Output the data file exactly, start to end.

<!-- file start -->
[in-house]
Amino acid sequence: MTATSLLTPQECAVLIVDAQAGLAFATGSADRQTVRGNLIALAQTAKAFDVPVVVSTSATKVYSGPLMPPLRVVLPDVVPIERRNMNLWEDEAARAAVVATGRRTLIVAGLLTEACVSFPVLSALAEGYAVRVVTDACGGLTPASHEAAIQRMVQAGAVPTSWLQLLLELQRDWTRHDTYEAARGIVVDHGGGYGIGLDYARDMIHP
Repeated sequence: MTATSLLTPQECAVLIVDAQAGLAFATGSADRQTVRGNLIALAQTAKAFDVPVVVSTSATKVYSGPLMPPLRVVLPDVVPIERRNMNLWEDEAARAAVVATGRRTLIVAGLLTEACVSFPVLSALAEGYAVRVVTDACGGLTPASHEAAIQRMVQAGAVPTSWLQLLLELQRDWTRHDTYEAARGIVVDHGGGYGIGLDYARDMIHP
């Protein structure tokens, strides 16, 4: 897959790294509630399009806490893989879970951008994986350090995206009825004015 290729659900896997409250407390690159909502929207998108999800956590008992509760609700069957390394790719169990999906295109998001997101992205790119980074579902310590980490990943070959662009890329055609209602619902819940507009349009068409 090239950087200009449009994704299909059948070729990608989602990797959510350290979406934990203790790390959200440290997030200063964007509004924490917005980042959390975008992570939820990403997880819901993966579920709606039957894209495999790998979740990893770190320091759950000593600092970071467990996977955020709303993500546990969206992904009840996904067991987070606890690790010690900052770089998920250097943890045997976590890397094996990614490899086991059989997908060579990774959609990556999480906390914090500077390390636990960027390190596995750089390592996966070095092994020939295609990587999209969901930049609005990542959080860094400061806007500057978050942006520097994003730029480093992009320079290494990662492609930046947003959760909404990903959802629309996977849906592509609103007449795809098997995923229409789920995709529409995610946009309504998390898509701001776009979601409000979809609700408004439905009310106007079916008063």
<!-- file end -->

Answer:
[in-house]
Amino acid sequence: MTATSLLTPQECAVLIVDAQAGLAFATGSADRQTVRGNLIALAQTAKAFDVPVVVSTSATKVYSGPLMPPLRVVLPDVVPIERRNMNLWEDEAARAAVVATGRRTLIVAGLLTEACVSFPVLSALAEGYAVRVVTDACGGLTPASHEAAIQRMVQAGAVPTSWLQLLLELQRDWTRHDTYEAARGIVVDHGGGYGIGLDYARDMIHP
Repeated sequence: MTATSLLTPQECAVLIVDAQAGLAFATGSADRQTVRGNLIALAQTAKAFDVPVVVSTSATKVYSGPLMPPLRVVLPDVVPIERRNMNLWEDEAARAAVVATGRRTLIVAGLLTEACVSFPVLSALAEGYAVRVVTDACGGLTPASHEAAIQRMVQAGAVPTSWLQLLLELQRDWTRHDTYEAARGIVVDHGGGYGIGLDYARDMIHP
């Protein structure tokens, strides 16, 4: 897959790294509630399009806490893989879970951008994986350090995206009825004015 290729659900896997409250407390690159909502929207998108999800956590008992509760609700069957390394790719169990999906295109998001997101992205790119980074579902310590980490990943070959662009890329055609209602619902819940507009349009068409 090239950087200009449009994704299909059948070729990608989602990797959510350290979406934990203790790390959200440290997030200063964007509004924490917005980042959390975008992570939820990403997880819901993966579920709606039957894209495999790998979740990893770190320091759950000593600092970071467990996977955020709303993500546990969206992904009840996904067991987070606890690790010690900052770089998920250097943890045997976590890397094996990614490899086991059989997908060579990774959609990556999480906390914090500077390390636990960027390190596995750089390592996966070095092994020939295609990587999209969901930049609005990542959080860094400061806007500057978050942006520097994003730029480093992009320079290494990662492609930046947003959760909404990903959802629309996977849906592509609103007449795809098997995923229409789920995709529409995610946009309504998390898509701001776009979601409000979809609700408004439905009310106007079916008063």